Reflect upon your own plumbing as well. Not the bits in your home. The parts of your body where fat gets to reside, encapsulated or not, adhesive or otherwise. Try a healthier diet, folks.

Archaeologists discover world’s oldest paint shop

A group of Home sapiens came across a picturesque cave on the coast of South Africa around 100,000 years ago. They unloaded their gear and set to work, grinding iron-rich dirt and mixing it gently with heated bone in abalone shells to create a red, paint-like mixture. Then they dipped a thin bone into the mixture to transfer it somewhere before leaving the cave — and their toolkits — behind…

Researchers now have uncovered those paint-making kits, sitting in the cave in a layer of dune sand, just where they had been left 100,000 years ago. The find is the oldest-known example of a human-made compound mixture, said study researcher Christopher Henshilwood, an archaeologist at the University of the Witwatersrand in Johannesburg. It’s also the first known example of the use of a container anywhere in the world, 40,000 years older than the next example, Henshilwood told LiveScience.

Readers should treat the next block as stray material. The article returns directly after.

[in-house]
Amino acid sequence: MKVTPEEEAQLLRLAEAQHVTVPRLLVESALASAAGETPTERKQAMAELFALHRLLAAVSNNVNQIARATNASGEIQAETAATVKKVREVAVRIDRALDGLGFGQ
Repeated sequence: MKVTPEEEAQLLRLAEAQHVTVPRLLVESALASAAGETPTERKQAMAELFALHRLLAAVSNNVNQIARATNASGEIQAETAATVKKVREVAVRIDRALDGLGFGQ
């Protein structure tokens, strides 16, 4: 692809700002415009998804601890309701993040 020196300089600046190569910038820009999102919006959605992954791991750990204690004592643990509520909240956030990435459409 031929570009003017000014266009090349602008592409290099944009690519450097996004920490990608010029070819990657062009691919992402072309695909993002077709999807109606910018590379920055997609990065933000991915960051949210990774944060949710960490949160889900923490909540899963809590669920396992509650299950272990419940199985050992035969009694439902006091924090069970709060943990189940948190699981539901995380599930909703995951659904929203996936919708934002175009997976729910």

Along with the toolkits, Henshilwood said, the archaeology team found pieces of ocher, or colored clay, etched with abstract designs…

This cave, now known as Blombos Cave, has been under excavation since 1992. The cave clearly was used as a shelter for tens of thousands of years of human history, with younger rock layers yielding evidence of cooking fires and food remains.

Lyn Wadley, an archaeologist at the University of the Witwatersrand, told LiveScience in an email: “Since ocher-rich compounds have several potential applications, it is necessary to conduct experiments to test the effectiveness of the ancient recipe as paint, adhesive or another product…”

The combination of ingredients may not tell researchers how the ancient mixture was used, but other items reveal how it was made. Along with the shells and ocher were assorted bone fragments, including the scapula of a seal, and a number of quartzite stones that had been used to grind the ocher down…